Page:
Does Swedish culture hinder Swedish children?

While Sweden's emphasis on equality is admirable, it may end up keeping Swedish children from striving to be the best they can be, argues contributor Ruben Brunsveld.

Does Swedish culture hinder Swedish children?

Sweden is a country with a strongly rooted culture. Lots of traditions, varying from the singing of “Helan går” to the celebrating of the name day, all serve to preserve and protect a common sense of identity.

This common identity is also strengthened by the fact that Sweden has always been located on the periphery of Europe, relatively isolated with a landscape and climate that are impenetrable for most foreigners for a good part of the year.

The 20th century was one during which Sweden relied primarily on itself with relatively little need to explore the outside world, only joining the European Union almost 40 years after its conception.

This lack of inter-cultural exposure and the inward nature of Swedes during the last century might be a few of the reasons why the communication skills of Swedes are generally regarded as not very strong.

Swedes are used to low-context communication. In other words, “I say what I think and I do what I say”. There is no reason to beat around the bush or to spend any more words on a proposal than absolutely necessary.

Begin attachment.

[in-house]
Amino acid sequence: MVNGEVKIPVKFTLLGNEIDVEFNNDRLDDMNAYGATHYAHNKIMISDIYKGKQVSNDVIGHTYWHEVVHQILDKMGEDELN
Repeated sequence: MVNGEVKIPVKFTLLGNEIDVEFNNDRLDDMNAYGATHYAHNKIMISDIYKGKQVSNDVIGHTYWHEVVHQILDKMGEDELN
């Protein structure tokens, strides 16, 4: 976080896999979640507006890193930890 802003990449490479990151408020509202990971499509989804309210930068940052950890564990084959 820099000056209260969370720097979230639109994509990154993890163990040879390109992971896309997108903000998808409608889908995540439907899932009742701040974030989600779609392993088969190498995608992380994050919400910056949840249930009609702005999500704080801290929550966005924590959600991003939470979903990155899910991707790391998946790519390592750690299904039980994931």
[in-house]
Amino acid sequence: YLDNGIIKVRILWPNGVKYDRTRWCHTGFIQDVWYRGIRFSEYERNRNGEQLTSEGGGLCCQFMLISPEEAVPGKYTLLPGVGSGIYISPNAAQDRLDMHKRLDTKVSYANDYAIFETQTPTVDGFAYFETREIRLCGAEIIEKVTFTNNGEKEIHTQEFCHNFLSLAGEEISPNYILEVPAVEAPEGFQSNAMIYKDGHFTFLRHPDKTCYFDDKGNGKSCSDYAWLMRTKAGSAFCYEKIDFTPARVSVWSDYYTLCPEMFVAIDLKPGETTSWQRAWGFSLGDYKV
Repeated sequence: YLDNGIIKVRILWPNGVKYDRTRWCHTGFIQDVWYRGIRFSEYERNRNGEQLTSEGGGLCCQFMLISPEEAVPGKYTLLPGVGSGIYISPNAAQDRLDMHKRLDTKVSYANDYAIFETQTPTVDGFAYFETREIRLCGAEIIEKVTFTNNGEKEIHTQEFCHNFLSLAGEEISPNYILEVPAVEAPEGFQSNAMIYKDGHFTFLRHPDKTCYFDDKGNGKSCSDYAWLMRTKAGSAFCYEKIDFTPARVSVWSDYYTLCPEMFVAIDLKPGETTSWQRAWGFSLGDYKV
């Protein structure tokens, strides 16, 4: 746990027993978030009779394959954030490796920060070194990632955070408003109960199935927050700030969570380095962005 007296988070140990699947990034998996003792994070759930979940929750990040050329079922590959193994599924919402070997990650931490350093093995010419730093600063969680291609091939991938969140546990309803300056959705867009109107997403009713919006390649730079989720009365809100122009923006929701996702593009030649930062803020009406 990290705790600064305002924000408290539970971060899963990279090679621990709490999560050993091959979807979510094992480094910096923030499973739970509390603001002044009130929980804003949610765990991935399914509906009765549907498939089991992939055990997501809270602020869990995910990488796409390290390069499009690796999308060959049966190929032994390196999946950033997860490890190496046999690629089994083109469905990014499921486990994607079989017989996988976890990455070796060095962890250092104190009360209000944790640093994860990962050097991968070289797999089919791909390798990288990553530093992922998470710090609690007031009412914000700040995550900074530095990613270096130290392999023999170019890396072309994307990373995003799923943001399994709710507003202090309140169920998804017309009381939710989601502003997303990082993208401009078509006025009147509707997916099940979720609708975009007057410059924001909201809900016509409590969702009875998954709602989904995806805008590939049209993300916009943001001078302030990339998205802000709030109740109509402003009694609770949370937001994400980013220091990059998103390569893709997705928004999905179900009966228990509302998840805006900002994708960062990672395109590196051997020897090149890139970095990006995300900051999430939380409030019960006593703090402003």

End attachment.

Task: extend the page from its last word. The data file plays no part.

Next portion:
While this kind of communication can work with Danes, Dutch or German people they often fail to see that when dealing with other nationalities this creates a distance with their communication partner or in the worst case even offends him or her.

In order to improve this situation we must begin at ground level, i.e. the schools and universities. But here lies another cultural problem. The strong cultural emphasis on equality (which is only to be applauded as a general principle) had led to a situation in which competition is condemned and excellence is considered elitist.

Children are stimulated to be creative and solution orientated, but much less to know the factual backgrounds and be competitive in order to excel. Jantelagen is deeply rooted in the subconsciousness of many Swedes.

A cultural concept which tells children at a very young age not to believe that they could or should be better then any of their class mates, thus taking away the stimulation for children to strive to be the best they can be.

One of the ways this situation can be improved is by introducing the Anglo-Saxon tradition of “debate competitions” (or in Sweden “debate challenges” might be a better word?).

Debate competitions are a great way for children to improve their English, enhance their self confidence and let them interact in a different and stimulating way.

Yet after talking to different institutions and schools we still find that people hesitate to embrace this foreign concept. The idea of letting students compete against each other and showing off their rhetorical skills in front of a jury and audience seems to frighten the introvert Swede.

Could it be that Sweden’s culture is standing in the way of Sweden’s education?